Currently in veterinary oncology all chemotherapeutic agents are used on an off-label basis, however, this is about to change. The conditionally approved Paccal Vet® is a member of the taxane family and in human oncology, taxanes have been shown to have activity against many cancer histologies including mammary cancer, head and neck squamous cell carcinoma, ovarian cancer, lung cancer, Kaposi sarcoma, gastric cancer, prostate cancer, soft tissue sarcoma, and bladder cancer.
Veterinary hospital doctors and support staff are invited to field a team(s) and bring their adoring public to cheer them on as they compete in interactive, intellectual and physical games in the ACF Veterinary Challenge™.
With an accuracy rating of 98 percent, specially-trained dogs were able to smell volatile organic compounds (VOCs) released into urine by prostate tumors, setting the stage for a potentially new means of early prostate cancer detection, according to a new study at the 109thAnnual Scientific Meeting of the American Urological Association (AUA). The study will be presented to the media during a special press conference on Sunday, May 18 at 1:00 p.m. at the Orange County Convention Center, Orlando, FL.
You probably learned in school that cancer is caused by the mutation of cells that grow out of control causing tumors.
This view was first suggested in 1928 and has held pretty fast in the minds of the medical and scientific communities for some 85 years, despite the fact that this mutation theory has been proven true for less than 10 percent of cancers.
Sophie is an 11 year-old, female spayed Tibetan terrier. She presented to the Veterinary Cancer Center in May of 2012 after a one-week history of vomiting, diarrhea, hyporexia and episodes of increased respiratory effort. An abdominal ultrasound prior to presentation revealed multiple hepatic masses, a duodenal mass and a mass adjacent to the left adrenal gland. The findings were thought to be most consistent with a metastatic, infiltrative neoplastic process (carcinoma was the top differential).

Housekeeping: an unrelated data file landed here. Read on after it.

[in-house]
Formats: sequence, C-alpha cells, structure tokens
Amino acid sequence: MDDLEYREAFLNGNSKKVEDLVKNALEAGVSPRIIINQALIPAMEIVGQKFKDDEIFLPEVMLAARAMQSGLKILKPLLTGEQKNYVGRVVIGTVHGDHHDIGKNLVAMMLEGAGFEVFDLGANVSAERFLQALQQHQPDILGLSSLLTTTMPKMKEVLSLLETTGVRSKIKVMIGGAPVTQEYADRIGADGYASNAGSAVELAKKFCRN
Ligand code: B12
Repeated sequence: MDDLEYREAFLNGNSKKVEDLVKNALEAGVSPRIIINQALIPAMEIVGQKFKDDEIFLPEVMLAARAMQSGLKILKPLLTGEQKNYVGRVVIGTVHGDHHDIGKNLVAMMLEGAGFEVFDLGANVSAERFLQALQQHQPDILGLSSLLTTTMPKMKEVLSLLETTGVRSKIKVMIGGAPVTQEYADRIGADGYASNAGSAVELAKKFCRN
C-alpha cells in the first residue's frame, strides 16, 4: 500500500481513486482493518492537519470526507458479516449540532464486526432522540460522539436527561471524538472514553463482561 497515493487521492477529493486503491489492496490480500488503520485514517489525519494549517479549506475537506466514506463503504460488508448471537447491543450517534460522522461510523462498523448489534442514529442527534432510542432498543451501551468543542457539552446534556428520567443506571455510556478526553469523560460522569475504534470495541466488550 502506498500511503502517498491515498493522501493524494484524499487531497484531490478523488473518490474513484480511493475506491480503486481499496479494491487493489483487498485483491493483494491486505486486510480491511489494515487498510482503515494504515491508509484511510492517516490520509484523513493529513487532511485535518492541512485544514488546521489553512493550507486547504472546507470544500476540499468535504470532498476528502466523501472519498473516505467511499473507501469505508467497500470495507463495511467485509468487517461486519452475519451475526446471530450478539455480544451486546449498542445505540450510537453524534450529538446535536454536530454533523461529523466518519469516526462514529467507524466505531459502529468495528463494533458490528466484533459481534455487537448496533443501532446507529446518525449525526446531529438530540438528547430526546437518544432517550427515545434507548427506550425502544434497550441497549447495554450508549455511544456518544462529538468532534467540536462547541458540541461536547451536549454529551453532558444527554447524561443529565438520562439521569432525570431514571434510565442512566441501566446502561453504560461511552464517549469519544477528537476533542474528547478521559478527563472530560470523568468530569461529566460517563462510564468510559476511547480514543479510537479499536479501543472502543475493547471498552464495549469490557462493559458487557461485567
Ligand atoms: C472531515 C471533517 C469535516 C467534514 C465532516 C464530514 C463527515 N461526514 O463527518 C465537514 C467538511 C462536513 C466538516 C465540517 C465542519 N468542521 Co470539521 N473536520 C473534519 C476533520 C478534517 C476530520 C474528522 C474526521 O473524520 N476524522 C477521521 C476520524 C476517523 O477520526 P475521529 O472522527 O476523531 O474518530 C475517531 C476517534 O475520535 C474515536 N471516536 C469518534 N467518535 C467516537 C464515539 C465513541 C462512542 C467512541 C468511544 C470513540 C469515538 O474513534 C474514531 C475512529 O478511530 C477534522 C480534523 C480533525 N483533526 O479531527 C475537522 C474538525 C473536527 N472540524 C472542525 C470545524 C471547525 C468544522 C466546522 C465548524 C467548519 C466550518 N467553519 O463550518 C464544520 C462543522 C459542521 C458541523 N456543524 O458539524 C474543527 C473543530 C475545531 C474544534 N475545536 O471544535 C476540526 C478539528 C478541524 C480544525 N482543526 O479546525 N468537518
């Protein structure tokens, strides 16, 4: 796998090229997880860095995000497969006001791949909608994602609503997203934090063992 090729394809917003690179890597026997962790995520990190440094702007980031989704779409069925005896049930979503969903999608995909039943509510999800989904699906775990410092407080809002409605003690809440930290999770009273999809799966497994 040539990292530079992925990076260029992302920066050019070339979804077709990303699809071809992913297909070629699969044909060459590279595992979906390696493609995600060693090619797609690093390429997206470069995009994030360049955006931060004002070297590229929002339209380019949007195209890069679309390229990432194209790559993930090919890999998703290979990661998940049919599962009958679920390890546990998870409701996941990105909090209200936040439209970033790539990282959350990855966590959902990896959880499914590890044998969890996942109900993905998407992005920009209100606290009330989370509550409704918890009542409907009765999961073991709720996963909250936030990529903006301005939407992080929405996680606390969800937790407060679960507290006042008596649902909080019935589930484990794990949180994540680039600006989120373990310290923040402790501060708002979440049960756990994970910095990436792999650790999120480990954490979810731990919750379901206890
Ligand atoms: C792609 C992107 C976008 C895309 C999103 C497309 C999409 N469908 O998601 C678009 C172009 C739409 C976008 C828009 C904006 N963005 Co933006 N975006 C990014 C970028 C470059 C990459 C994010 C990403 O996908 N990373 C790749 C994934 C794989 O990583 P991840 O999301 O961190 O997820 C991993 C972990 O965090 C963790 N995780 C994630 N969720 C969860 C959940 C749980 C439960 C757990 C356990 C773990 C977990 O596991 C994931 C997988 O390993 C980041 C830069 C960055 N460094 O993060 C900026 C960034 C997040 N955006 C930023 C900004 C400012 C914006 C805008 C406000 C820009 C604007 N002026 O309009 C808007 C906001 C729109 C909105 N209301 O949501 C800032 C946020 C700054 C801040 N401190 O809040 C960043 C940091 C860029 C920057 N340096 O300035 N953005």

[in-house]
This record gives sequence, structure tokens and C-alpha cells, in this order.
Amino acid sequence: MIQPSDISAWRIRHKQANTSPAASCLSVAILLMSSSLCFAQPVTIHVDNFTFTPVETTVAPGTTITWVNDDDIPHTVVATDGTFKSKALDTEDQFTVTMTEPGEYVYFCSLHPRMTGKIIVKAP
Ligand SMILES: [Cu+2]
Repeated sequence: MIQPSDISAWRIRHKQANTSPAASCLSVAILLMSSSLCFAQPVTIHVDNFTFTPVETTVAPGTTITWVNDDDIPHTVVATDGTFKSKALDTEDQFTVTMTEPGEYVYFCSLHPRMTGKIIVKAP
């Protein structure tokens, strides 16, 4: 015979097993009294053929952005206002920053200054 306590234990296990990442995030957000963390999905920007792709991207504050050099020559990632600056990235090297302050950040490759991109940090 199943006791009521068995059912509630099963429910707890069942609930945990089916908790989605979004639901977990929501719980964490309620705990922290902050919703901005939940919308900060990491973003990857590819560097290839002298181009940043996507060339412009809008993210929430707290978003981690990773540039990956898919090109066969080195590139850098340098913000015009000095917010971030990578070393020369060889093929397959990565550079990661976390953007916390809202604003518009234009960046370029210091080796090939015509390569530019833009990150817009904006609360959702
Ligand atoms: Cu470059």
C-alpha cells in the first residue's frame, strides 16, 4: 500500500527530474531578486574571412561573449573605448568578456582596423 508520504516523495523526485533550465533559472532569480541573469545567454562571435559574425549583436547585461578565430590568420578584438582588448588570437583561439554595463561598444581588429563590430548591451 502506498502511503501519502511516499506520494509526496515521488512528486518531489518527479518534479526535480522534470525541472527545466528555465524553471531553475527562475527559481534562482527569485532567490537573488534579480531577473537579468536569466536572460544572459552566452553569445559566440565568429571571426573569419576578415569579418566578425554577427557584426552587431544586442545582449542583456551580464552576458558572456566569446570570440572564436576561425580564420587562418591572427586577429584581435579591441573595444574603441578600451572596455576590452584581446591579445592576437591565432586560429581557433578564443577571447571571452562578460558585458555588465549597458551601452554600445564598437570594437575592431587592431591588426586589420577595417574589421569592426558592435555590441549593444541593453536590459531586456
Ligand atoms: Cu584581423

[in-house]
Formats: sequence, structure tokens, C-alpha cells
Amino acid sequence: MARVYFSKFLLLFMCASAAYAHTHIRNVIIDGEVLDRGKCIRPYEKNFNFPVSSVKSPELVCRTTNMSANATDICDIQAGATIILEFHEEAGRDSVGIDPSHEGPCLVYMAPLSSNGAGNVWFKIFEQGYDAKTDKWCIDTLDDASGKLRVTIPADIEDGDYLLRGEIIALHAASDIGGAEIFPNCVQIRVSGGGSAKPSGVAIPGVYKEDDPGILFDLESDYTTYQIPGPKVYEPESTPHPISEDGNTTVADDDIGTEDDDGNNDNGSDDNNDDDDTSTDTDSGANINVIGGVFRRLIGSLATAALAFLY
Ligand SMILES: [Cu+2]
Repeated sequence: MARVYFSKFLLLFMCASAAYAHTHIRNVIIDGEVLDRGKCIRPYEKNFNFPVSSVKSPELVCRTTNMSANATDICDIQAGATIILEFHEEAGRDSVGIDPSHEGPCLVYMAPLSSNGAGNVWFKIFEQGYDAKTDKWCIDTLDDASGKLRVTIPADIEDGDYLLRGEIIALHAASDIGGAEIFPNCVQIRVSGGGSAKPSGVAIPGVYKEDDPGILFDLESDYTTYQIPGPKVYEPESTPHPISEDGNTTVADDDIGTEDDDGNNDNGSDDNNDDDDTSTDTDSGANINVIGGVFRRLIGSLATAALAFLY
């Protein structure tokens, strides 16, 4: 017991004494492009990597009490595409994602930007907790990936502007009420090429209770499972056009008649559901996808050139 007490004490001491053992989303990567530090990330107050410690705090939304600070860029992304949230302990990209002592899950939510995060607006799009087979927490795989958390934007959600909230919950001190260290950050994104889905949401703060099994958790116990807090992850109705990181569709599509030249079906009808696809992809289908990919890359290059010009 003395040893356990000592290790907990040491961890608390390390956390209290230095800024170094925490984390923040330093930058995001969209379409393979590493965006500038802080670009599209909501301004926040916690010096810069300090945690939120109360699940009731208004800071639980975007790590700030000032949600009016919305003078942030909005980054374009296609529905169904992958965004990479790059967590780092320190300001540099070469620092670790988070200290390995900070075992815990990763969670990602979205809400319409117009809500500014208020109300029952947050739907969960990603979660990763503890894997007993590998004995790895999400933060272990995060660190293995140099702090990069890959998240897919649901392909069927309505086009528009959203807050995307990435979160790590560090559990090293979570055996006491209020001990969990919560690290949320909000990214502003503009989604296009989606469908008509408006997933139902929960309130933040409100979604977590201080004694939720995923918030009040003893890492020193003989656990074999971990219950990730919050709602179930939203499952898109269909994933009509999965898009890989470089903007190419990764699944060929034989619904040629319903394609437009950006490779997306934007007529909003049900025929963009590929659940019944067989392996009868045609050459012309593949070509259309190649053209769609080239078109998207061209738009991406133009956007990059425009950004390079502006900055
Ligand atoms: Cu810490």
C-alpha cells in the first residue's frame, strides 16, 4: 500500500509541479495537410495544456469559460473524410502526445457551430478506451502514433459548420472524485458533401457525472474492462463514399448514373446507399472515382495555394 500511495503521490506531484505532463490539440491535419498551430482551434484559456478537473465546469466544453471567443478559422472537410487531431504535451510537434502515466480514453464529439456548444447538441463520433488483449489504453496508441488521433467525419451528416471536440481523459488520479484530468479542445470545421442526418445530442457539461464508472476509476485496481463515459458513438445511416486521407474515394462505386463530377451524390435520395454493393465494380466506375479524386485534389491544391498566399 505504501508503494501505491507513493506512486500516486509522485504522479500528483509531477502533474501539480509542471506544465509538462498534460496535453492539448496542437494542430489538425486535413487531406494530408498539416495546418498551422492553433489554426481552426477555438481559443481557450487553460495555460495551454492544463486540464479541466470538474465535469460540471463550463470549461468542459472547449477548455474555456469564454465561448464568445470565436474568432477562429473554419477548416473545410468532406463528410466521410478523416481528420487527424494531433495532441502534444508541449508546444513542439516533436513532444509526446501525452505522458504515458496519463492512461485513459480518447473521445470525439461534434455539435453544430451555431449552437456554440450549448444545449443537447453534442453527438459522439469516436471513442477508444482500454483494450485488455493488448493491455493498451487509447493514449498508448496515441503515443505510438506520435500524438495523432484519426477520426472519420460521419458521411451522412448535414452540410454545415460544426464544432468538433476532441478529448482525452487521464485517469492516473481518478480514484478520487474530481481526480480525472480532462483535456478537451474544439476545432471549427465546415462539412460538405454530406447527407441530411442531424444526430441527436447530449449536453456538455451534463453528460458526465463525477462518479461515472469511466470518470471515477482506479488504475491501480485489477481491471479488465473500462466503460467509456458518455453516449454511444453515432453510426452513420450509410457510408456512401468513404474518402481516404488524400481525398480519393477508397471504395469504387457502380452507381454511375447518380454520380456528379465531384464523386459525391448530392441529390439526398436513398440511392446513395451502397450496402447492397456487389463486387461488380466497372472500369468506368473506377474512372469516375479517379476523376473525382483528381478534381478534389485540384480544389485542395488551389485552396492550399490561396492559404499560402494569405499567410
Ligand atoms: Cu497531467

We are well into The VCC’s second year of being open in our new building! It has been a very exciting ride, with lots of amazing advances and many opportunities still being pursued.
This time of year always brings back memories of the construction phase of the hospital, when we had to ask ourselves a lot of important questions. Some of the more interesting ones where: What is the local impact of our veterinary center on the community? How long would it take from planning to operation to launch our new hospital? What do we think the future holds for veterinary oncology in general?
A 13-year old female spayed mixed breed presented to the VCC for consultation regarding an incompletely excised oral malignant melanoma. The mass was removed in early June from the left mandibular gingiva at the level of the canine tooth and had a reported MI of 38 per 10 hpf. At her initial consultation in late July, a 1 cm darkly pigmented mass was found at the area of the previous surgery and was confirmed to be disease recurrence via cytology. Thoracic radiographs were negative for pulmonary metastasis. The owner elected not to pursue further surgery, so we recommended the melanoma
Stanford researchers are on track to begin human trials of a potentially potent new weapon against cancer, and would-be participants are flooding in following the Post’s initial report on the discovery.
The progress comes just two months after the groundbreaking study by Dr Irv Weissman, who developed an antibody that breaks down a cancer's defense mechanisms in the body. Read More...
Scientists think they have discovered why cancer spreads from one part of the body to another, and say it will be "relatively easy" to stop the process. Experiments carried out by a team at University College London uncovered what causes the disease to migrate.